SHOULD YOU TOP A TREE? by Larry Willliams, UF/IFAS Extension Agent

Q:  I have a magnolia tree that was on the lot when our house was built. It probably suffered root damage when they cleared the lot. Can I top the tree to stimulate growth? Are there any fertilziers that would help?

A:  I’m not sure what you mean by topping. If you mean just taking out the dead wood, that’s OK. But typically topping refers to heading back or cutting the tops or growing points out of a tree. This is a terrible thing to do to a tree. Instead of solving a problem, long-term, you create a much bigger problem–a hazard tree with a lot of die back in the top. If you’re talking about only removing what is already dead, that’s a completely different ballgame and can be done. Fertilizing a declining or injured tree can cause more damage than good.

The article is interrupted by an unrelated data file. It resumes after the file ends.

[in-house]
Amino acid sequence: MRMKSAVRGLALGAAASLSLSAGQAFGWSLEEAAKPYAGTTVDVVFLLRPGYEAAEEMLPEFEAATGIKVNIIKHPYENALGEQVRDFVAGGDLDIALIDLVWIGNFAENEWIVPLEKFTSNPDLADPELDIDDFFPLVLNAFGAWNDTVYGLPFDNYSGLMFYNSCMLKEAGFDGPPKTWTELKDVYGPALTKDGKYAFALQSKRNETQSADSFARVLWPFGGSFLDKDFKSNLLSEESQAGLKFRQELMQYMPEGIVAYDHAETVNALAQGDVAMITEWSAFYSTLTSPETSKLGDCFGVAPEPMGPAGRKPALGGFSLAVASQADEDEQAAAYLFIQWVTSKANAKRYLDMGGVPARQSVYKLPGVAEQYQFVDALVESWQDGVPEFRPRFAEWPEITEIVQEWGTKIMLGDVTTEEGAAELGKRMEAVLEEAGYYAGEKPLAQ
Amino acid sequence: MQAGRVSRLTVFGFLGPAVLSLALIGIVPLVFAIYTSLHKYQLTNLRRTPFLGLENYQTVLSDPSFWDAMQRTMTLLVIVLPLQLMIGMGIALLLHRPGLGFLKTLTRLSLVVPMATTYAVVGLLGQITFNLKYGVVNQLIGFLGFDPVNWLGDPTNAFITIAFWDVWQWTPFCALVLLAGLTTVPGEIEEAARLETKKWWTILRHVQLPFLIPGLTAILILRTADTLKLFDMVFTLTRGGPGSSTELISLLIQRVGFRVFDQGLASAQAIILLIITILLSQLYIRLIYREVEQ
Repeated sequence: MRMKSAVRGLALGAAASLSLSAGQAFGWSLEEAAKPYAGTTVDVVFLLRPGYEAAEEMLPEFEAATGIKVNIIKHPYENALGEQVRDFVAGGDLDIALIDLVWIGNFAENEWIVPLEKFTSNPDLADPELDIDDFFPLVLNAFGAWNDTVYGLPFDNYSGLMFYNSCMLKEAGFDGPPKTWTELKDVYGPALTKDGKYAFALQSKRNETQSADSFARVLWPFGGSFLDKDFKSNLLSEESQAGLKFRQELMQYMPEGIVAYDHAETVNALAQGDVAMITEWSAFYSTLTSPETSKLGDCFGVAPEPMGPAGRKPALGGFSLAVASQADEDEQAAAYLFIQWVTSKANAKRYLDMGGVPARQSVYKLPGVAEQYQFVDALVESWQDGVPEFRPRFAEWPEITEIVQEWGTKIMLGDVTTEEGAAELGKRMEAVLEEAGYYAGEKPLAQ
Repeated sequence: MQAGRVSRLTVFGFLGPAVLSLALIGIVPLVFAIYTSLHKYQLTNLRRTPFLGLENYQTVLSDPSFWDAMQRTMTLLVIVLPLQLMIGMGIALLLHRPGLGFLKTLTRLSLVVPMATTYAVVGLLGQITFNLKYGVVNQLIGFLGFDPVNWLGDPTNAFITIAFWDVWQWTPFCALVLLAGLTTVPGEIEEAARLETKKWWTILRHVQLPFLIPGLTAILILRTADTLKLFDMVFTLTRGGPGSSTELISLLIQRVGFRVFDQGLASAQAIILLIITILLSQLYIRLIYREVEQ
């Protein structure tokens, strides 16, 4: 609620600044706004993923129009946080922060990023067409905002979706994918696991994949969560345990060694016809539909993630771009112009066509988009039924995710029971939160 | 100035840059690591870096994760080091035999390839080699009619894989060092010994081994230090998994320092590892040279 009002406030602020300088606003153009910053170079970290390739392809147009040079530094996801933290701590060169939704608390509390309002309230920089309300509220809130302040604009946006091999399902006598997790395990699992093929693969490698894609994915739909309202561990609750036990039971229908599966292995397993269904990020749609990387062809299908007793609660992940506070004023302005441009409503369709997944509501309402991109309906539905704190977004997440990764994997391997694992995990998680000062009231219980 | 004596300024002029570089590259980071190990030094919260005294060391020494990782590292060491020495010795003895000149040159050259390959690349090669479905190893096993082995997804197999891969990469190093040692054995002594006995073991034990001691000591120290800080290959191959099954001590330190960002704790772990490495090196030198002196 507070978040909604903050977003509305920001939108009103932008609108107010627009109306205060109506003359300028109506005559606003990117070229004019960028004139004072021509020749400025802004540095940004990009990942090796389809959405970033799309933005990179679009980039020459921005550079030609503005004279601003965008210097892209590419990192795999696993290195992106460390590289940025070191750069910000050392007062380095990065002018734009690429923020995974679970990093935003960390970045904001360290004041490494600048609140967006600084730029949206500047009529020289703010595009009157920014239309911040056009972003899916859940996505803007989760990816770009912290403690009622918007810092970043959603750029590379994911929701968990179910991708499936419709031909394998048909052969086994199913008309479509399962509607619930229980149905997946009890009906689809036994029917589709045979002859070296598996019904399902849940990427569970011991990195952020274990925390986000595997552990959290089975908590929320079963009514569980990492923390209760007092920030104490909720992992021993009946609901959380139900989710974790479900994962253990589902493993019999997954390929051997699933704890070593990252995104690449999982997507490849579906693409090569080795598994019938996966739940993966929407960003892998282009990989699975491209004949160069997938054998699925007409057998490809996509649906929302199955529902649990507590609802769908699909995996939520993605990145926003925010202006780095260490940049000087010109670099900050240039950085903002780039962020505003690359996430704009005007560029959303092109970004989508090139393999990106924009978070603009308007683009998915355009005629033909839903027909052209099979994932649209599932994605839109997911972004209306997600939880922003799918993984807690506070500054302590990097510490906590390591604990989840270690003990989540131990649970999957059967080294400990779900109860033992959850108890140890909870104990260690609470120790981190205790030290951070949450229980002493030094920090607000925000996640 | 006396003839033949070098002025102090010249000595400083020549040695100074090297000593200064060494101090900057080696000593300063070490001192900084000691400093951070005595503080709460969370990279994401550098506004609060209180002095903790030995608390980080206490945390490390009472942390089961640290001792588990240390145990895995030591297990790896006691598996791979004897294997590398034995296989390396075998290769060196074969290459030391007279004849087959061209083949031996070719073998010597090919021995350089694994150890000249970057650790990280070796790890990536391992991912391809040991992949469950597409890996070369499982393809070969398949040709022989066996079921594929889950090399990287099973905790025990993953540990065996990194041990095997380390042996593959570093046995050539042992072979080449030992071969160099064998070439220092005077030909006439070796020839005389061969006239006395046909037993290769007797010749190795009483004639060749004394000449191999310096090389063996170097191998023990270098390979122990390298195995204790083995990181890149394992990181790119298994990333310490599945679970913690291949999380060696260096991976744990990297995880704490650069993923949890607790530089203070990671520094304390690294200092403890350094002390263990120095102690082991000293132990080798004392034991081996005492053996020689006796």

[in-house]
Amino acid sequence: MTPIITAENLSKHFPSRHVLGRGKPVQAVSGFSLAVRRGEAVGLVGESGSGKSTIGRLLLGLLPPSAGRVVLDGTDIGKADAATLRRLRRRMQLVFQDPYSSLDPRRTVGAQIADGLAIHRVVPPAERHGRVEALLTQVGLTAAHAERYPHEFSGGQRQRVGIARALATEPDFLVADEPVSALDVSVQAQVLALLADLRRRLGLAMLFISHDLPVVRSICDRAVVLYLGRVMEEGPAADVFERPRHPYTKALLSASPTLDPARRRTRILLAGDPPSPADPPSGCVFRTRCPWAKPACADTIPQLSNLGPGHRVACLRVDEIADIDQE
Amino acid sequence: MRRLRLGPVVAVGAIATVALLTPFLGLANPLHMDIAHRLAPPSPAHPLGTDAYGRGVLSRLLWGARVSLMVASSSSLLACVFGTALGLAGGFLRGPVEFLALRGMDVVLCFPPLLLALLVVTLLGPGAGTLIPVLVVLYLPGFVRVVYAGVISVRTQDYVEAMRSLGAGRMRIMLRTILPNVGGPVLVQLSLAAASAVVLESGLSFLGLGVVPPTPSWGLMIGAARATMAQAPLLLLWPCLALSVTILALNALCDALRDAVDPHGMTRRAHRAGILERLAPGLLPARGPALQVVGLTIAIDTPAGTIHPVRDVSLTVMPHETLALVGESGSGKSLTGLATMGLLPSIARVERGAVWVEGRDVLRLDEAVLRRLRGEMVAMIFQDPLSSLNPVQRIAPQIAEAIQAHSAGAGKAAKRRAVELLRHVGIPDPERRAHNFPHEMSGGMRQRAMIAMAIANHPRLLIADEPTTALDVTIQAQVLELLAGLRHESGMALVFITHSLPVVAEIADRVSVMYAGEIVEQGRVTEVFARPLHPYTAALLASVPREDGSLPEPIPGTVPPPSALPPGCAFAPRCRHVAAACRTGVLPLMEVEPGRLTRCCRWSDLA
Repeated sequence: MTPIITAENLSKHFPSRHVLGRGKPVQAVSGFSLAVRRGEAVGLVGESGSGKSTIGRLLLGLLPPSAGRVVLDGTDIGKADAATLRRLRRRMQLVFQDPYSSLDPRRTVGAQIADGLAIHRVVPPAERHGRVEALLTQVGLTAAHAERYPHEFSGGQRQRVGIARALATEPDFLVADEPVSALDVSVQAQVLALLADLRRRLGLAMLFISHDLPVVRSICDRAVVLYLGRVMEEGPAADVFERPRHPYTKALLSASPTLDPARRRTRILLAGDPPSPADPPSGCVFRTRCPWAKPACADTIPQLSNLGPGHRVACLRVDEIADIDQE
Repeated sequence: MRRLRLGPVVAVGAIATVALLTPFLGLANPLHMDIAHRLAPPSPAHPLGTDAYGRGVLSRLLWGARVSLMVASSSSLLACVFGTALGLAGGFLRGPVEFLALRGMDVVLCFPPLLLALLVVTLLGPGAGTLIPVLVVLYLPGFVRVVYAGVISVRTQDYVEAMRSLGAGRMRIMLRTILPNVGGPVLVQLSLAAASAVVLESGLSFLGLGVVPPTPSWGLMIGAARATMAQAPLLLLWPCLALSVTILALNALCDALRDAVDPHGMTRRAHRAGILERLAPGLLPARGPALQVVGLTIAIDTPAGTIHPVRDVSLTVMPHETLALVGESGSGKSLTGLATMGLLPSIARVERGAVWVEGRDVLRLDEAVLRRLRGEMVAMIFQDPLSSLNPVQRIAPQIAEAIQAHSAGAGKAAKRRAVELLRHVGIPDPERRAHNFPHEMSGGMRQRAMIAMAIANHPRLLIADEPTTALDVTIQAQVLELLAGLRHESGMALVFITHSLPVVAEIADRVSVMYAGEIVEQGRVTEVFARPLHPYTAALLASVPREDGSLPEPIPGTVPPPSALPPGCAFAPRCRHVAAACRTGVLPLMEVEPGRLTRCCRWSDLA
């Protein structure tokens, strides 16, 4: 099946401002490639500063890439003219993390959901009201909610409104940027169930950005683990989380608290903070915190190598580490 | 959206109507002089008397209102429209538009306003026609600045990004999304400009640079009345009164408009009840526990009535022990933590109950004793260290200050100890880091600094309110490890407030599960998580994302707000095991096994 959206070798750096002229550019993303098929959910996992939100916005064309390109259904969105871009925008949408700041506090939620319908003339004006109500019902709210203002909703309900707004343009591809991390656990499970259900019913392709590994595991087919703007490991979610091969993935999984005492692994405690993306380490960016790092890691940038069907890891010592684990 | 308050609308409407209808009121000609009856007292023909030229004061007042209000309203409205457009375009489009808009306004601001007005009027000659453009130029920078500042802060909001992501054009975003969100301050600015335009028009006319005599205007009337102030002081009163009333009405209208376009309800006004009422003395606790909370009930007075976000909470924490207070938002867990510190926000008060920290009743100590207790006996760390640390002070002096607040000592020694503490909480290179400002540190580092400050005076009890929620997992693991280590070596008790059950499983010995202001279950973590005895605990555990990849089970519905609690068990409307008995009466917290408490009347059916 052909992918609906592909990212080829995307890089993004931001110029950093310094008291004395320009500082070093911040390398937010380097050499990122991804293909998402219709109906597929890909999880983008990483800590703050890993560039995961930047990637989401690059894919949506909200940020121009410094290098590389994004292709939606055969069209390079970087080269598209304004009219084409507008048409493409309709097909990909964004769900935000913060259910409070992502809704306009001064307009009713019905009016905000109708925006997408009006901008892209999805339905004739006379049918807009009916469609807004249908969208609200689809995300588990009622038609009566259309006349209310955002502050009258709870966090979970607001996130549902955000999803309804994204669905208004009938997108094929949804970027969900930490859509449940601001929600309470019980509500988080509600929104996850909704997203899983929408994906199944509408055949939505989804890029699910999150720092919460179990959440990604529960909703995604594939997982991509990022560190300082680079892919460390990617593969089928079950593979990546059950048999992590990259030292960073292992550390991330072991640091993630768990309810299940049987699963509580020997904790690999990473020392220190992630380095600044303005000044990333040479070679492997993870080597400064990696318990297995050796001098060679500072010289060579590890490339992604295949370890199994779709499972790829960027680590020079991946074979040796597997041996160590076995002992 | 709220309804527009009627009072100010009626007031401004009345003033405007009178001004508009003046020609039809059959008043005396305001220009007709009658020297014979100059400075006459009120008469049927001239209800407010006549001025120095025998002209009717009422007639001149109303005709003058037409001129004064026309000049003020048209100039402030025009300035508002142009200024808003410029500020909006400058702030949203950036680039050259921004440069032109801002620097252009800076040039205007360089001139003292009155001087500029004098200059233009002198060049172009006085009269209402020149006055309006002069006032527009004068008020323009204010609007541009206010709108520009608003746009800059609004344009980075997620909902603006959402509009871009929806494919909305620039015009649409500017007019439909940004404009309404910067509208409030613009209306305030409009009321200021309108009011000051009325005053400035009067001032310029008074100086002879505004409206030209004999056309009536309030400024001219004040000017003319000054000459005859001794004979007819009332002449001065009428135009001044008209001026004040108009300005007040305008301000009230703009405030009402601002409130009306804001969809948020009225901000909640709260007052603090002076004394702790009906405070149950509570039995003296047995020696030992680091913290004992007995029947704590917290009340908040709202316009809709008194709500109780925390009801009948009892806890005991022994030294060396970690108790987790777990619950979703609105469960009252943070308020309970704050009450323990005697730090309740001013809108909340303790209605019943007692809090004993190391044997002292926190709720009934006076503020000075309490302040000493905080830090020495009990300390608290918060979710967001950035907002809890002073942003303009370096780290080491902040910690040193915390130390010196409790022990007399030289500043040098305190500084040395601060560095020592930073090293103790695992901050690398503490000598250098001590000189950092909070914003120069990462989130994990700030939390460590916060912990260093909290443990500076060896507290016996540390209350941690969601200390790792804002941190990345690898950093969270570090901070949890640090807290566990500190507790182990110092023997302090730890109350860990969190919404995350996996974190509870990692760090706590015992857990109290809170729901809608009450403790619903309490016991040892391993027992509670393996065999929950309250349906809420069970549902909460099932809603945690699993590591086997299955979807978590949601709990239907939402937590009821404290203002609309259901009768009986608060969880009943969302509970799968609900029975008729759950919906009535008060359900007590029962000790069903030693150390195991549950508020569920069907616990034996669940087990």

If the tree is having difficulty supporting the growth it has, the only thing you’re going to do in fertilizing it, is to cause it to produce more growth that it can’t support. The exception to this is if you’ve taken a soil sample and the results show that certain elements are deficient and you select a fertilizer based on what’s missing. Otherwise, fertilizing for the sake of fertilizing is very likely to cause more problems. Here are websites with additional information: and

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